203. Bootes souple. High boots of soft leather were worn, fitting closely to the leg.

205. For-pyned wasted away. For is intensive. Cf. Eng. pine. 208. Frere friar. - Wantoun: uneducated.

209. Lymytour



playful, sportive; literally, untrained,

= a begging friar to whom a certain district or limit was

210. The ordres foure = the four orders of mendicant friars. These were the Dominicans or Black friars, the Franciscans or Gray friars, the Carmelites or White friars, and the Austin friars. — Can:

A. S. cunnan, to know.



211. Daliaunce and fair langage = gossip and flattery.

214. Post= pillar or support.

220. Licentiat=

in all cases.

Present tense of

= one who has license from the Pope to grant absolution Curates were required to refer certain cases to the bishop.


224. Ther as he wiste han where he knew he would have. Han, inf. meal of victuals, or small allowance of

contracted from haven. - Pitaunce


226. I-schrive:


Then of the past part. is dropped.

233. His typet was ay farsed = His hood was always stuffed. Says an old writer: "When the order degenerated, the friar combined with the spiritual functions the occupation of pedler, huckster, mountebank, and quack doctor."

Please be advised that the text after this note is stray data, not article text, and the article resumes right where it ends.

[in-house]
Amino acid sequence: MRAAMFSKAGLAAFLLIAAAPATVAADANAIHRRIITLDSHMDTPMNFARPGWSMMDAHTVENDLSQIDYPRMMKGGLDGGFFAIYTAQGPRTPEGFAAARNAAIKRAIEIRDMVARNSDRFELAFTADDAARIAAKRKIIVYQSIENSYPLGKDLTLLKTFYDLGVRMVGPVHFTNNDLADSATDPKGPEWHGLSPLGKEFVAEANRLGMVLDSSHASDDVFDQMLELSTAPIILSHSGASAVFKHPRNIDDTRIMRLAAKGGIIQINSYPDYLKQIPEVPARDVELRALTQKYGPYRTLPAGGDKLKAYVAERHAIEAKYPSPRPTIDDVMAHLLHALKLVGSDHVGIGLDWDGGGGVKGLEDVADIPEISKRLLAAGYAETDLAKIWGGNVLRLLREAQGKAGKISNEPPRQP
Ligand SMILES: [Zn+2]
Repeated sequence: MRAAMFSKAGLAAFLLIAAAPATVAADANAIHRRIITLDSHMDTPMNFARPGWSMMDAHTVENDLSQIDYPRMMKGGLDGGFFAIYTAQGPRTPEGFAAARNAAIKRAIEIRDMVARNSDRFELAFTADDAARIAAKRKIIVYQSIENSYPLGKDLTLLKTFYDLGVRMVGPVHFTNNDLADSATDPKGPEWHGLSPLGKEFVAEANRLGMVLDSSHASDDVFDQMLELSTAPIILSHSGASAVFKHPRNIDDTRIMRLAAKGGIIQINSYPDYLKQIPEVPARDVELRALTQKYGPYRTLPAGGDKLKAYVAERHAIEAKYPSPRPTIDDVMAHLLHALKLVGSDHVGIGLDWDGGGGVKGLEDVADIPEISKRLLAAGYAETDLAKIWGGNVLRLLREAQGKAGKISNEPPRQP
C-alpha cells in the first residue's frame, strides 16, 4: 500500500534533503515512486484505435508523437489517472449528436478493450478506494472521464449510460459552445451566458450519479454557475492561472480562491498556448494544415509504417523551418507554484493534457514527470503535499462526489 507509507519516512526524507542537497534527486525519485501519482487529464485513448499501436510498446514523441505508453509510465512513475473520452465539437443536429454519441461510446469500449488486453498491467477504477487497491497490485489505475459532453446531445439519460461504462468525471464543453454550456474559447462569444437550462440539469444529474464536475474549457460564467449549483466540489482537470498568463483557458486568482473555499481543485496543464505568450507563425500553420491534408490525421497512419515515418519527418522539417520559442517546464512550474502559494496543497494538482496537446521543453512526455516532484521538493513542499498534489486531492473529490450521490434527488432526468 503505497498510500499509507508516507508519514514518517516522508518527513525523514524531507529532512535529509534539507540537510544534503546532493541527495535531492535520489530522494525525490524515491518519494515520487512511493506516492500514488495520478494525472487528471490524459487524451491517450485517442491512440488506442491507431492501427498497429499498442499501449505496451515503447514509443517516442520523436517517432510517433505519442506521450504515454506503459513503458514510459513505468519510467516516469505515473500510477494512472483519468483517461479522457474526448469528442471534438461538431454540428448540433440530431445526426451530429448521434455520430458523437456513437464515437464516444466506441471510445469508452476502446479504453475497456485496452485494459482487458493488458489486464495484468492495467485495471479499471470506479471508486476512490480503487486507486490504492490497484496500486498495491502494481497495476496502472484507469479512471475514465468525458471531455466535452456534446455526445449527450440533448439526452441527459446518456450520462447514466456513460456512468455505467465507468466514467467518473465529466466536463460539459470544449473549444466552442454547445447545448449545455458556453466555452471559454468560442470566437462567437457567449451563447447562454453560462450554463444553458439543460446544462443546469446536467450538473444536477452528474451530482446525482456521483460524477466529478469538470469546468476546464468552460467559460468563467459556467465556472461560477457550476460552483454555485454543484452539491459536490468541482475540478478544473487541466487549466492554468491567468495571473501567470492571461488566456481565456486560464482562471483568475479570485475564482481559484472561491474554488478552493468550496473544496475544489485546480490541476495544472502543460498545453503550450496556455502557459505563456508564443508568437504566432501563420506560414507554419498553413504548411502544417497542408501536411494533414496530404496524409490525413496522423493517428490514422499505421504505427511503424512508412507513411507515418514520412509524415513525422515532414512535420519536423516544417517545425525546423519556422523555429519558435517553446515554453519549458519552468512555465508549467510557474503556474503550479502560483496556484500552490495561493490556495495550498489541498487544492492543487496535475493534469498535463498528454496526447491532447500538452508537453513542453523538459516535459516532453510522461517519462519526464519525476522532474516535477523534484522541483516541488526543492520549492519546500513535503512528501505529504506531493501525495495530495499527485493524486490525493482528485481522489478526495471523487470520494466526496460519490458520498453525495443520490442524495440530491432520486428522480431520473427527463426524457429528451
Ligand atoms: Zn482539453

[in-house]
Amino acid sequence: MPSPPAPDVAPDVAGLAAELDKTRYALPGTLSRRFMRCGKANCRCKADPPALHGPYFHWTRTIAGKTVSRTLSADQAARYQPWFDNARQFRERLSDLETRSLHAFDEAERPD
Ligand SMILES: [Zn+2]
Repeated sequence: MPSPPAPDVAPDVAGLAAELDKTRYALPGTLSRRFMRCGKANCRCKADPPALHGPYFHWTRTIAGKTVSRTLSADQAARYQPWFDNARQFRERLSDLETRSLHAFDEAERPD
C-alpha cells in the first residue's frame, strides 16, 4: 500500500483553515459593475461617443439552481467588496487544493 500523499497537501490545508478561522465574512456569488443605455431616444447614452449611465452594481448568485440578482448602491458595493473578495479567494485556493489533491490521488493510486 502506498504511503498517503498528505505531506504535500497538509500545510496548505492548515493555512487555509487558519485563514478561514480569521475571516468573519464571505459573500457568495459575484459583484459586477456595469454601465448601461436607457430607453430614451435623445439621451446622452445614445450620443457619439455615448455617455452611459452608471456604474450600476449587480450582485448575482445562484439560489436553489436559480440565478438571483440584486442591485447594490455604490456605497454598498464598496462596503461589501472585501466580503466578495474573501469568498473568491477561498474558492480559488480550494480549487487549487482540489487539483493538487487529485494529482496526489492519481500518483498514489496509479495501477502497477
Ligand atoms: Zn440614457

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237. Bar utterly the prys = took unquestionably the prize.

238. Flour-de-lys: 241. Tappestere



lily. Now written fleur-de-lis.

bar-maid. The corresponding masculine was tapper.

Ster was originally the feminine suffix of agency. Cf. spinster.

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254. In principio. At each house the lymytour began his speech, principio erat verbum"


in the beginning was the Word.

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cloak or vestment of a priest. Cf. Eng. cape. Semy-cope

(1. 262) = a short cape or cloak.

263. Belle out of the press = bell from the mould.

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270. Forked berd. This was the fashion among franklins and burghers. 273. Clapsed clasped.

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277. Middelburgh and Orewelle. Middleburgh is still a port of the island of Walcheren in the Netherlands. Orewelle is now the port of Harwich.

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French crowns (écus) from the figure of a shield on